The issue then became whether to remand to the arbitrators for rehearing or whether the Supreme Court should rule on the issue: the Court explained, “Because we conclude that there can be only one possible outcome on the facts before us, we see no need to direct a rehearing by the arbitrators.” Stolt-Nielsen, at 12. The Court first explained that Bazzle did not control in this case, particularly since the plurality opinion failed to gain a majority on any of the three issues before the Court. See id., at 12-15. For this reason, the Bazzle opinion “baffled the parties in this case at the time of the arbitration proceeding” because, for example, they “believed that the judgment in Bazzle requires an arbitrator, not a court, to decide whether a contract permits class arbitration.” Id., at 15. Bazzle did not resolve that issue, as “only the plurality decided that question,” but in light of the parties’ agreement to submit the issue to the arbitration panel the Supreme Court found it unnecessary to resolve this question. Id., at 15-16. The parties also misunderstood Bazzle to hold “that it established the standard to be applied by a decision maker in determining whether a contract may permissibly be interpreted to allow class arbitration.” Id., at 16. But “Bazzle did not establish the rule to be applied in deciding whether class arbitration is permitted.” Id. The Supreme Court turned, therefore, to this question left open by Bazzle. Id., at 16-17.

The High Court began by discussing the FAA, which “imposes certain rules of fundamental importance, including the basic precept that arbitration ‘is a matter of consent, not coercion.’” Stolt-Nielsen, at 17 (citation omitted). And the FAA expressly addresses arbitration agreements in maritime transactions, id., at 18. But the focus of the Court’s analysis does not appear to be limited to maritime law. On the contrary, the Supreme Court’s analysis is cast in broad strokes: the opinion focuses on the intent of the parties, because “courts and arbitrators must ‘give effect to the contractual rights and expectations of the parties’” and because “[the] parties may specify with whom they choose to arbitrate their disputes.” Id., at 18-20 (citations omitted). In other words, “It falls to courts and arbitrators to give effect to these contractual limitations, and when doing so, courts and arbitrators must not lose sight of the purpose of the exercise: to give effect to the intent of the parties.” Id., at 20 (citation omitted).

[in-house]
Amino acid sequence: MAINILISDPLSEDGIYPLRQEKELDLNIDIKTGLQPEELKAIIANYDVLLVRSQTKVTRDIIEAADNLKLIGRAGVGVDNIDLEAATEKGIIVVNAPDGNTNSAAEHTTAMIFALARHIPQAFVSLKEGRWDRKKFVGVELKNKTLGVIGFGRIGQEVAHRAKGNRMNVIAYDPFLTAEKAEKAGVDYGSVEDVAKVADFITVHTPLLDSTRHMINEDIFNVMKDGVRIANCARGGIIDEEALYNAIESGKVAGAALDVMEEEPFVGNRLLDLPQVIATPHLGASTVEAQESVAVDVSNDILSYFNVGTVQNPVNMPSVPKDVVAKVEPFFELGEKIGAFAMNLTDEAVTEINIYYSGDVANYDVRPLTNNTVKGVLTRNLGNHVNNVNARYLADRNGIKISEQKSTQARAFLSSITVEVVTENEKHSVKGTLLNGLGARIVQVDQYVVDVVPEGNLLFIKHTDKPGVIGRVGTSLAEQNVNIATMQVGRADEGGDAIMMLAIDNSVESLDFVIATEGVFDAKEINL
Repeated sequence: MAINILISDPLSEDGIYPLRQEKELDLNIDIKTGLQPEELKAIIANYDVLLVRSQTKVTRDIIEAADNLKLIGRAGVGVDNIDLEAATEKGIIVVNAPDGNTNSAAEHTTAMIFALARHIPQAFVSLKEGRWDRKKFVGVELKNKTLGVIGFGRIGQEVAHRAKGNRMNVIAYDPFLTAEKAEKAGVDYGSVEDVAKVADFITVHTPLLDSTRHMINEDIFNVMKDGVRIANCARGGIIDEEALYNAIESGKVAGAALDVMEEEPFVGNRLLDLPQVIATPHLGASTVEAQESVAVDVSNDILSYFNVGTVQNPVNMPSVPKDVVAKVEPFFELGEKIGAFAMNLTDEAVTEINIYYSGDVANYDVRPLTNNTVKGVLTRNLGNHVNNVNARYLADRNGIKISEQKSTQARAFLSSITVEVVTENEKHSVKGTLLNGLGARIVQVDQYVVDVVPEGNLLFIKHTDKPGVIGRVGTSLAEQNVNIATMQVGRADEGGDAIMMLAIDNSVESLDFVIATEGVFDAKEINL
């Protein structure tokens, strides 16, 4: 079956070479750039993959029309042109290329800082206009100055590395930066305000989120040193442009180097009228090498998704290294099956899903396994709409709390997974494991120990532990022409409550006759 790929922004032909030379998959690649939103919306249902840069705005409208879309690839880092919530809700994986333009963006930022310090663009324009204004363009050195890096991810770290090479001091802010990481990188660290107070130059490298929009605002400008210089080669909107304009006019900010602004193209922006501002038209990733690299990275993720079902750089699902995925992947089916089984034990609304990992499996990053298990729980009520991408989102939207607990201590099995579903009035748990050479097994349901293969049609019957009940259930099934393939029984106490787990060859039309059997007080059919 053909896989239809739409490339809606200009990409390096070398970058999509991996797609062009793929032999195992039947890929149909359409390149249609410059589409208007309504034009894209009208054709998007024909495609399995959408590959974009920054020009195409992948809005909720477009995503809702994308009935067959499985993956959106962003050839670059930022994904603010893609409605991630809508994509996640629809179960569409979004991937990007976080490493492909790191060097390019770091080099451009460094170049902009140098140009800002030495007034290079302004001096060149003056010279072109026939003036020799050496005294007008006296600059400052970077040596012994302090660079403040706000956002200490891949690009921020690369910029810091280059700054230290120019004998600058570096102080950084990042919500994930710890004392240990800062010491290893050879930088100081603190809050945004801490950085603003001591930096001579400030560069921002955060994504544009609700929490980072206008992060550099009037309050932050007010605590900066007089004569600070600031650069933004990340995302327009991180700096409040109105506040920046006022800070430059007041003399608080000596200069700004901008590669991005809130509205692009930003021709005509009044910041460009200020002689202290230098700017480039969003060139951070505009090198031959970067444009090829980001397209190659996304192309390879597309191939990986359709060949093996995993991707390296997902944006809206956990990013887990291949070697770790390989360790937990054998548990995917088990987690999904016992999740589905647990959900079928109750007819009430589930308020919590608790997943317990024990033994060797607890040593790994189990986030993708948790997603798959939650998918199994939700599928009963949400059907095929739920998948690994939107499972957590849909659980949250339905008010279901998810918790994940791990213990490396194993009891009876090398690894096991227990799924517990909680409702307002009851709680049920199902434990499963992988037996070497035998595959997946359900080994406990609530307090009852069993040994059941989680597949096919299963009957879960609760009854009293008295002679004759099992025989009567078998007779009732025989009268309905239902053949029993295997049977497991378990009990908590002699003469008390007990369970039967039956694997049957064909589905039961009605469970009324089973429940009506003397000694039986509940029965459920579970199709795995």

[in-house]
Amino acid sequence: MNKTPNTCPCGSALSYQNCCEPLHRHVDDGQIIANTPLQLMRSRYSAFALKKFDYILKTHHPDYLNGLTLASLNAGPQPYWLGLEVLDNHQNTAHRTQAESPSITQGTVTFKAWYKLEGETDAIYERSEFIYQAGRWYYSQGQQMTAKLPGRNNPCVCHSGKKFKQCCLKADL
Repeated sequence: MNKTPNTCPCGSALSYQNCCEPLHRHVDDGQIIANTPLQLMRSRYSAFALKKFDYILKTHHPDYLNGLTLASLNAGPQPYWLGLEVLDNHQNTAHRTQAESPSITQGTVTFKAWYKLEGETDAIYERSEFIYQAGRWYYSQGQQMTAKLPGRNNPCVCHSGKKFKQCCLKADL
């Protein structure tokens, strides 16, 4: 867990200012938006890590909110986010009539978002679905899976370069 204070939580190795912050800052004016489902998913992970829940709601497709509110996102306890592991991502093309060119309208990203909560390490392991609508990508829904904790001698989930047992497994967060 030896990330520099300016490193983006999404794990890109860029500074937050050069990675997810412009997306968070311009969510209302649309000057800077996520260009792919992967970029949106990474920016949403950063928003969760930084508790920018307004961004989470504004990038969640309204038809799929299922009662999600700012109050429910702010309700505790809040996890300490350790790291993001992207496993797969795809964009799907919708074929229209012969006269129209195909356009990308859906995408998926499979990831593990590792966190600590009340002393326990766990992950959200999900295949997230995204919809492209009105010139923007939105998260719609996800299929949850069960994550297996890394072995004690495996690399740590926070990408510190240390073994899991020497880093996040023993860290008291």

The Supreme Court therefore reversed, finding that “[t]he panel’s conclusion is fundamentally at war with the foundational FAA principle that arbitration is a matter of consent.” Stolt-Nielsen, at 20. Based on its analysis, the Court stated at page 20, “From these principles, it follows that a party may not be compelled under the FAA to submit to class arbitration unless there is a contractual basis for concluding that the party agreed to do so.” (Italics added.) And the parties had not done so here. Id. More to the point, the High Court held at page 21, “An implicit agreement to authorize class-action arbitration, however, is not a term that the arbitrator may infer solely from the fact of the parties’ agreement to arbitrate. This is so because class-action arbitration changes the nature of arbitration to such a degree that it cannot be presumed the parties consented to it by simply agreeing to submit their disputes to an arbitrator.” Accordingly, “consistent with our precedents emphasizing the consensual basis of arbitration, we see the question as being whether the parties agreed to authorize class arbitration. Here, where the parties stipulated that there was ‘no agreement’ on this question, it follows that the parties cannot be compelled to submit their dispute to class arbitration.” Id., at 23. The Supreme Court therefore held that class action arbitration could not be compelled, and reversed. Id.

NOTE: Justice Ginsburg dissented, joined by Justices Stevens and Breyer, on the grounds that review was improvidently granted and, if she were to reach the merits, the award should be upheld. Justice Ginsburg summarized her conclusions on the first page of her dissent as follows:

When an arbitration clause is silent on the question, may arbitration proceed on behalf of a class? The Court prematurely takes up that important question and, indulging in de novo review, overturns the ruling of experienced arbitrators.

The Court errs in addressing an issue not ripe for judicial review. Compounding that error, the Court substitutes its judgment for that of the decisionmakers chosen by the parties. I would dismiss the petition as improvidently granted. Were I to reach the merits, I would ad-here to the strict limitations the Federal Arbitration Act (FAA), 9 U. S. C. §1 et seq., places on judicial review of arbitral awards. §10. Accordingly, I would affirm the judgment of the Second Circuit, which rejected petitioners’ plea for vacation of the arbitrators’ decision. (Footnotes omitted.)